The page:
# Simplifying matrix product

I am self-learning linear algebra and my textbook asks to simplify the following matrix product with no explanation.

$\begin{pmatrix} \cos\theta & \sin\theta \\ \sin\theta & -\cos\theta \\ \end{pmatrix} \begin{pmatrix} \cos\theta\\ \sin\theta\\ \end{pmatrix}$

Basically I know how to calculate the product of the matrix, etc but what I don't get is how to achieve the answer they have given which is as follows.

$\begin{pmatrix} 1\\ 0\\ \end{pmatrix}$

What is it that I am missing, or is the answer in the book wrong?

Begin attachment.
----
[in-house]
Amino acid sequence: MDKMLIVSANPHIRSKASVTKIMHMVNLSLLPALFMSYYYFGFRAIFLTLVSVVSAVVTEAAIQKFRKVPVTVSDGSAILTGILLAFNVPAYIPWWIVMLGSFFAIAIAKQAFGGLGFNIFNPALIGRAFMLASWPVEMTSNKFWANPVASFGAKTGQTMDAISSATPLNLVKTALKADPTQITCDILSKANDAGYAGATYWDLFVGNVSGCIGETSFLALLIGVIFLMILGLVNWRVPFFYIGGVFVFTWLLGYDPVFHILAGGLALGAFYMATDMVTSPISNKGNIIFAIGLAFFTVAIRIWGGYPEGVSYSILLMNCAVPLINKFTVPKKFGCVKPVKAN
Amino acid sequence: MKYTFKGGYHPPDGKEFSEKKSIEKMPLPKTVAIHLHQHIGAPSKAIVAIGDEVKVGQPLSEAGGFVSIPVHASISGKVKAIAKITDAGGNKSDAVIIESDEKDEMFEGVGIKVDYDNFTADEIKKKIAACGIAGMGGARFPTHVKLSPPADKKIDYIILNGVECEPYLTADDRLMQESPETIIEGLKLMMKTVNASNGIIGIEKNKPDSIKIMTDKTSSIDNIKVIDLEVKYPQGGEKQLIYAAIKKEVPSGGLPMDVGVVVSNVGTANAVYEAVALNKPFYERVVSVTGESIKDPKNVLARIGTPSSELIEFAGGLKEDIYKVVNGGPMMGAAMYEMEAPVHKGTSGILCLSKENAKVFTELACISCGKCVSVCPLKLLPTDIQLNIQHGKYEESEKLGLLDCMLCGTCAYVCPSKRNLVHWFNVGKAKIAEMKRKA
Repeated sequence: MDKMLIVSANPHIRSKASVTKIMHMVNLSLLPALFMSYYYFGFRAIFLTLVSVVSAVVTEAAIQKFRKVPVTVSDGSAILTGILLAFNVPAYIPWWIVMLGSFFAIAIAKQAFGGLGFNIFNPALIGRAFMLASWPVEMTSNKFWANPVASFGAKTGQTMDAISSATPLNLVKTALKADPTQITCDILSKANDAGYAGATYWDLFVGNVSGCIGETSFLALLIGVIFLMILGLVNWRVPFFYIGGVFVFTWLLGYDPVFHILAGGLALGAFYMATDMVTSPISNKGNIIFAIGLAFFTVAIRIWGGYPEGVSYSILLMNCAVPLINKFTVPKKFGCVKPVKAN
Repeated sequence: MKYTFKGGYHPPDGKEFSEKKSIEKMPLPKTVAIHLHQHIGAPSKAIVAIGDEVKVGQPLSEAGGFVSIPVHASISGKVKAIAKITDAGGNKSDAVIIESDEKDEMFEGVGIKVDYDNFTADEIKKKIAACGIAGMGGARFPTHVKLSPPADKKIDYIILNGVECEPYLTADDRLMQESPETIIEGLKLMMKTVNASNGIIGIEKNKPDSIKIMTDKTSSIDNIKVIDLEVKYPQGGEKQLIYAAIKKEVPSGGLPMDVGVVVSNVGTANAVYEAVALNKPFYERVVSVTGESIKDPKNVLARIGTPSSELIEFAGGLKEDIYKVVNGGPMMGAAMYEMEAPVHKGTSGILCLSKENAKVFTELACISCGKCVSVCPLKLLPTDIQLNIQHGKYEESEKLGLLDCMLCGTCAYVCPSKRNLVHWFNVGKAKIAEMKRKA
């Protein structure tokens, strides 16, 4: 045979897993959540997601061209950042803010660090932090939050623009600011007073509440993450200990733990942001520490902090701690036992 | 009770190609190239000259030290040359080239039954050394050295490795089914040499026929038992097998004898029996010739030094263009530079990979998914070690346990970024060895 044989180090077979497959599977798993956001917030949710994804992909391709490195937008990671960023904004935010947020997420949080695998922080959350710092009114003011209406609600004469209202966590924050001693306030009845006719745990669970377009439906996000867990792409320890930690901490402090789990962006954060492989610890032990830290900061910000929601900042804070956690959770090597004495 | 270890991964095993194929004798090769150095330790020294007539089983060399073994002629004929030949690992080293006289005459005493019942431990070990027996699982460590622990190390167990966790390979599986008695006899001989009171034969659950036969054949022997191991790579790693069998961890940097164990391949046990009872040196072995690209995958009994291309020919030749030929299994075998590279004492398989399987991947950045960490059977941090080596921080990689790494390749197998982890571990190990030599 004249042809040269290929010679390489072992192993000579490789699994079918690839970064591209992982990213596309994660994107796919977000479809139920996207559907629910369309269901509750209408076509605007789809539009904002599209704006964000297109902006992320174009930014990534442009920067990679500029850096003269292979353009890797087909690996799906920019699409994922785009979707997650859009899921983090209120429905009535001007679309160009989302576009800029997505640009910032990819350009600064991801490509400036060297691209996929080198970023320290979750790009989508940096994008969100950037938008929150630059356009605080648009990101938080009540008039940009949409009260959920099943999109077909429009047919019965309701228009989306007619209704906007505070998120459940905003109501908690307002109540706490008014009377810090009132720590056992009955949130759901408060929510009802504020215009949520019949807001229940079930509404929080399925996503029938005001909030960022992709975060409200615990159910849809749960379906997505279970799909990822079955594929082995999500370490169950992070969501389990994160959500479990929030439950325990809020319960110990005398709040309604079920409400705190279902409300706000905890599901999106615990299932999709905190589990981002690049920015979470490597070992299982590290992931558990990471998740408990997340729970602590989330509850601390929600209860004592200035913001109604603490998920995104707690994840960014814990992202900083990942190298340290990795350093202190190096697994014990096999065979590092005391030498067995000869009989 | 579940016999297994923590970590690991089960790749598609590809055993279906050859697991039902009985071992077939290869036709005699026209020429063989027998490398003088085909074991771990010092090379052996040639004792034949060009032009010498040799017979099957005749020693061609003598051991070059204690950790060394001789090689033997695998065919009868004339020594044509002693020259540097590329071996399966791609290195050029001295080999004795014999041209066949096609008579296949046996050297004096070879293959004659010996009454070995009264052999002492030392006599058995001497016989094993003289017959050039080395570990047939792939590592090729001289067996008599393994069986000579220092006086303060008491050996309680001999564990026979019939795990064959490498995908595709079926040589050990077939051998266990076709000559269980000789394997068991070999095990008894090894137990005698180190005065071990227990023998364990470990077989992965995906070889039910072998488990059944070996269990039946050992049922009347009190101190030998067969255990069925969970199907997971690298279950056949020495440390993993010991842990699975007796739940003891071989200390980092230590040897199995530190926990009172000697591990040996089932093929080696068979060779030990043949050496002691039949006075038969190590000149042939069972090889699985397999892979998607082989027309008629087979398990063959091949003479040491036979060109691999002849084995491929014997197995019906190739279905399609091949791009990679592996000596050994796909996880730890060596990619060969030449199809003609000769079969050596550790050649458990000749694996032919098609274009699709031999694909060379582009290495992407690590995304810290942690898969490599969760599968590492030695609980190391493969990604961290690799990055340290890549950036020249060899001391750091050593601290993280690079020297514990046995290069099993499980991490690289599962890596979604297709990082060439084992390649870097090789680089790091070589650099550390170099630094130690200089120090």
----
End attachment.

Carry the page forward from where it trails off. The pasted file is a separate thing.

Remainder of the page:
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## 1 Answer

It's correct. You just need to multiply it out. You will need to apply the trigonometric formula $\cos^2\theta + \sin^2\theta =1.$

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I see what I was doing wrong. I was squaring theta instead of the result. Thanks. Will accept your answer once the time has passed :) –  ctor Oct 5 '12 at 21:58
Yeah, I checked it on my graphing calculator just after I posted. Thanks! :D –  ctor Oct 5 '12 at 22:02